8. Ken Ono – Six letters total, and the last name is a palindrome that also means delicious (Hawaiian), is the alternative name for Wahoo (fish), and is an acronym for “Or Nearest Offer.”
9. Udny Yule – Why it’s cool defies description. It just is.
10. Brian Pink – Not many mathy folks can pull off this color, but the Australia Statistician wears his name without shame.
11. Nate Silver – A good name, but he gets bonus points for having a cool title: psephologist (elections analyst). And double bonus points for his statement, “It’s always more interesting to apply [numbers] to batting averages than algebra class.”
12. Chike Obi – First sub-Saharan African to hold a doctorate in mathematics.
13. Persi Diaconis – Just an unbelievably cool name, predestined for greatness.
Not worthy of the Top 13, the following are a few honorable mentions…
- Morris DeGroot – Sounds like a comic book character, and it has perfect cadence.
- W. B. R. Lickorish – Three initials, and his last name is a popular treat.
- Alicia Boole Stott – She got her middle name from her father George, who was no slacker in the math world. Then she married an actuary whose last name has a consonant repeated three times. But to ensure that her name didn’t overpower her brilliance, she coined the term polytope. Nicely done, Alicia.
- Jim Propp – The inventor of the SRAT has a name that is most propper.
- James Ax – If name really dictates destiny, shouldn’t little Jimmy Ax have grown up to be a serial killer? Kudos to him for rising above his nomenclatorial limitations.
- Lewis Carroll – Okay, perhaps this one should be disqualified since it’s a pseudonym — but it is a great name, no?
- Nathaniel Nye – Alliteration, anyone?
- Panini of Shalatula – A great mathematician and my favorite lunch-time snack. Win-win!
A warm-up question to prepare you for the jokes that follow:
Name four days that start with the letter T.
A joke for the Celsius crowd…
“It’s freezing outside!” she said.
“I know,” he replied, “and it’s supposed to be twice as cold tomorrow!”
A sentiment shared by too many students…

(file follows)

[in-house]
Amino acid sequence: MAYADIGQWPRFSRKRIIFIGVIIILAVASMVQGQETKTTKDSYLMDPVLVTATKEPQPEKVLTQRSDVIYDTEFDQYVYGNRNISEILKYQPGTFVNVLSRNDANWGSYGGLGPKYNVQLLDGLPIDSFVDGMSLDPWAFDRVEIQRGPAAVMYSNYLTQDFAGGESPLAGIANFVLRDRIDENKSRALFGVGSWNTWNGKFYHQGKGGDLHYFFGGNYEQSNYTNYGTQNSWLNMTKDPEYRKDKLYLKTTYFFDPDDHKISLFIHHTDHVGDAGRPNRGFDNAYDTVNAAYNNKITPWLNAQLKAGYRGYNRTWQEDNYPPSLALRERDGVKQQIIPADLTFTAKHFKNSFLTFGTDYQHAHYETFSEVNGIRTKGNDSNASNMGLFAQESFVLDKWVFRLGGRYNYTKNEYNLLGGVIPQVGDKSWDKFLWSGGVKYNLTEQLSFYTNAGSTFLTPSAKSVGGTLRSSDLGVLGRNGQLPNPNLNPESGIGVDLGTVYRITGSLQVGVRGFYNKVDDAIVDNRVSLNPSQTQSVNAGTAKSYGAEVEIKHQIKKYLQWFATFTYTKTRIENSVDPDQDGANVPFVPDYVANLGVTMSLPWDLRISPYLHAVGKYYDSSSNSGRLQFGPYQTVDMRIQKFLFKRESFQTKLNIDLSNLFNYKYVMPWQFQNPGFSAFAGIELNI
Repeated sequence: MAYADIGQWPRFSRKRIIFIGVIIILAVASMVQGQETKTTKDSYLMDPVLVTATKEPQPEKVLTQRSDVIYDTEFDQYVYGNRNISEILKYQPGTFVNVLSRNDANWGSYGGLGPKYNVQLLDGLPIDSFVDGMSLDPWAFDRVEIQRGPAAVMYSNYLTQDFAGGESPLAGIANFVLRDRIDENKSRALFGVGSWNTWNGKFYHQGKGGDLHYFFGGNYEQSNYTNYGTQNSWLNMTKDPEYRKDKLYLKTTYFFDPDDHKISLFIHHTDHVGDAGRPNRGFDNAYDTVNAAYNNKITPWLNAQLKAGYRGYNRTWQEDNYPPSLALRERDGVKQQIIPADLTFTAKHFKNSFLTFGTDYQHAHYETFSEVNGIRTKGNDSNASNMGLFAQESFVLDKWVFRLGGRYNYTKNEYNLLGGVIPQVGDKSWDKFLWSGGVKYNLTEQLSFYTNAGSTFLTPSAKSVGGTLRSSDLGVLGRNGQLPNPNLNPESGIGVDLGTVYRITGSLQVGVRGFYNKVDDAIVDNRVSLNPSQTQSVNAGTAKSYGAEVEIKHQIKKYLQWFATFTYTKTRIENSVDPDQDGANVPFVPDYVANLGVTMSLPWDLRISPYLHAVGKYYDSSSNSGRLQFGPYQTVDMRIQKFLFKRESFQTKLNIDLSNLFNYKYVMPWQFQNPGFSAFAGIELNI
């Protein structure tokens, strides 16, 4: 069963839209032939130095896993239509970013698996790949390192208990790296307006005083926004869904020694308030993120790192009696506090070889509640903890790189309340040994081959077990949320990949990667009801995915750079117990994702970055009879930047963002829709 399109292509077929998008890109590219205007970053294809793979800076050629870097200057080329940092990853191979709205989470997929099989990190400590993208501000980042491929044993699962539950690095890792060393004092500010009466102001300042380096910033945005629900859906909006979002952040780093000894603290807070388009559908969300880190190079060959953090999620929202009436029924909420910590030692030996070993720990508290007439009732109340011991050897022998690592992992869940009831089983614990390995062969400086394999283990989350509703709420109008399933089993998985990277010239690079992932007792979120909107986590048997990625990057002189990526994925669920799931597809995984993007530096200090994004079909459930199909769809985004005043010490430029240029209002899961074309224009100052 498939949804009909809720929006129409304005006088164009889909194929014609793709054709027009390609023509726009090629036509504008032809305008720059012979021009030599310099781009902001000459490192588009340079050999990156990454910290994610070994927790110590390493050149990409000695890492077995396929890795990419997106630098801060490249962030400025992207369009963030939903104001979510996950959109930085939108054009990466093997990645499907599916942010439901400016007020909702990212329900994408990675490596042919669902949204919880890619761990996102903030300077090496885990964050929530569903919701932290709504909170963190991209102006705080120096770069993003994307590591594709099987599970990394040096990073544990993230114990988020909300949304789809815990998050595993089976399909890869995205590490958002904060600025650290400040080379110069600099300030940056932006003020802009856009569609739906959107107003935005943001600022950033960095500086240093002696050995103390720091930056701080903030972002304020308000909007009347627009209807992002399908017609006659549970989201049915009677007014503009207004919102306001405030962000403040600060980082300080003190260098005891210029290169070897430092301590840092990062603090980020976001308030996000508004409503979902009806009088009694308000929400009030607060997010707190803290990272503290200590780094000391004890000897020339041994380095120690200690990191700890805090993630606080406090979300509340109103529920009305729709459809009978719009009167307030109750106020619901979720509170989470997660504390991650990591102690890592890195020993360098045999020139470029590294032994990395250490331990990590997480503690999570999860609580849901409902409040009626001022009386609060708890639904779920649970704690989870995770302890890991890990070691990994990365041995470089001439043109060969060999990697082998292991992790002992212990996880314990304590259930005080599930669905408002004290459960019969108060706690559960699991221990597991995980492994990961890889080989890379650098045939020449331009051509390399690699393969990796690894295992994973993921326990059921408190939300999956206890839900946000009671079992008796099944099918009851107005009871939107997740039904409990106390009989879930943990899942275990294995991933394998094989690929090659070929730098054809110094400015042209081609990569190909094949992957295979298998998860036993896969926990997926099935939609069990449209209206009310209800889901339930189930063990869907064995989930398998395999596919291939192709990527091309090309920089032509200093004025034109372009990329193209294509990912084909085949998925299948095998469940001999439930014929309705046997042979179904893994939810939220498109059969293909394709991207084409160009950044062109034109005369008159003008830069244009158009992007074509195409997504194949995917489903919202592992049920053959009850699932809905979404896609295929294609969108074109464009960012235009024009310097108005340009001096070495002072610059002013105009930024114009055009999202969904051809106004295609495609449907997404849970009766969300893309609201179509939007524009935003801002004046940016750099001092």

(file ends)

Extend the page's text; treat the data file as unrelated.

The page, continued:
Mother: Did you learn a lot in school today?
Son: Apparently not! I have to go back tomorrow!
If only this didn’t seem so believable…
Teacher: Tomorrow, Dr. Feynman is giving a lecture on Saturn, and everyone must attend.
Student: Wow, can you get there in just one day?
Ever have a professor like this?
When the student went to his logic professor for help, she replied, “Come back tomorrow.” The student returned the next day and was given the same instructions. The student returned every day, and every day he was told, “Come back tomorrow.”
Finally, the professor lost her patience. “This is outrageous!” she said to the student. “Don’t you understand simple language? I keep telling you to come tomorrow, yet you insist on coming today!”
And finally, a joke about yesterday…
“My math teacher is crazy,” Johnny told his mom. “Yesterday, she told us that 5 = 4 + 1. Today, she said that 5 = 3 + 2!”
Using Scrabble® tiles, my sons were making anagrams. One would select four tiles, and the other would have to rearrange them to form a word.
This struck me as interesting, so I posed the following question to them:
Take four consecutive letters from the alphabet, and rearrange them to form a common English word.
How many solutions do you think there are? Before you solve the problem, take a guess. Can five words be formed from four consecutive letters? Maybe ten words? Or fifteen?
Okay, now solve the problem. Take your time. We’ll wait for you.
There are 23 ways to select four consecutive letters, and each set of four letters can be arranged in 4! = 24 ways. With 23 × 24 = 552 possibilities, it seems like there ought to be several solutions.
Were you as surprised as I was to find that there was only one?
But maybe I shouldn’t be too surprised. Lots of things in life are unique…
Always remember that you’re unique, just like everybody else.
Student: Do you believe in God?